Politics in Minutes (2016)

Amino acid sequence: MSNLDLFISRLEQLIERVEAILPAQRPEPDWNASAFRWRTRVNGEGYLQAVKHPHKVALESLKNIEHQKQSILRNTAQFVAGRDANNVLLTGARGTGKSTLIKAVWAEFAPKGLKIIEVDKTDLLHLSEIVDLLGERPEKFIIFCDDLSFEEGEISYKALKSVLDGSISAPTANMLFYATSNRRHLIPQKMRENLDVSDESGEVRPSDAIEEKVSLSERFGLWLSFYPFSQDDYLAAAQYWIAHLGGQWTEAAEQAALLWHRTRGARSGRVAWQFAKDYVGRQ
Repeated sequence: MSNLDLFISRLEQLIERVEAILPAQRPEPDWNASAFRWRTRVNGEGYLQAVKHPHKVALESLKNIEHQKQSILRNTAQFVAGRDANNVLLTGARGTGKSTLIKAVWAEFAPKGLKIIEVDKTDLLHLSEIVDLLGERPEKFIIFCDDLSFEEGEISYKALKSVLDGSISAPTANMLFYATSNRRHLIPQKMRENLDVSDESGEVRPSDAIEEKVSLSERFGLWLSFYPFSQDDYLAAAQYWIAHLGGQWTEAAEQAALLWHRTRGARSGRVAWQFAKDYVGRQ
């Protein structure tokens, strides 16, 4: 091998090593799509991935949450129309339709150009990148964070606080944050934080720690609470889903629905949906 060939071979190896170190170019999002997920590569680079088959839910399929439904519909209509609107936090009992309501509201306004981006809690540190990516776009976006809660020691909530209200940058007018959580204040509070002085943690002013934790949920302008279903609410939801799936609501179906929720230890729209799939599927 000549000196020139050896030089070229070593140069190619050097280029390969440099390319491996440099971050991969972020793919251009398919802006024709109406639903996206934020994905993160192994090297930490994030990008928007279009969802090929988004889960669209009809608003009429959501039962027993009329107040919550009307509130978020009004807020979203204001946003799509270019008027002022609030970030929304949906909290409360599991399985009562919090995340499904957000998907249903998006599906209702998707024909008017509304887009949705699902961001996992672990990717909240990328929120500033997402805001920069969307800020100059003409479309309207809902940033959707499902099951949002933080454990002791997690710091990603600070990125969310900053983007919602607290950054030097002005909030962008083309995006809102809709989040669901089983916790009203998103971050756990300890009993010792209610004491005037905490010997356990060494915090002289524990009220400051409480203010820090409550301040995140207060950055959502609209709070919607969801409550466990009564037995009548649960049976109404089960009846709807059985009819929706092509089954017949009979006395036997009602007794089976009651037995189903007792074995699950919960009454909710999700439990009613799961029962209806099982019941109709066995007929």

The term ‘neo-Marxism’ is used to describe a number of different movements that arose in the middle of the 20th century, which re-examined Marxism in the light of modern developments and introduced ideas from other disciplines. Disillusion with the way that communism had turned out in practice in the Soviet Union had prompted a reappraisal of Marxist ideas as early as the 1930s, notably by the group known as the Frankfurt School in Germany. Based originally in the Institute for Social Research, this group incorporated elements of sociology and psychology into traditional Marxist theory, while playing down the emphasis on class struggle. In Italy, Antonio Gramsci suggested that economic and class issues, although important, are not the sole motivators of social revolution and that capitalism maintained its power through cultural hegemony, making change seem unthinkable. These neo-Marxist ideas were taken up after the Second World War by theorists such as Michel Foucault in France and the so-called New Left in the USA and Britain.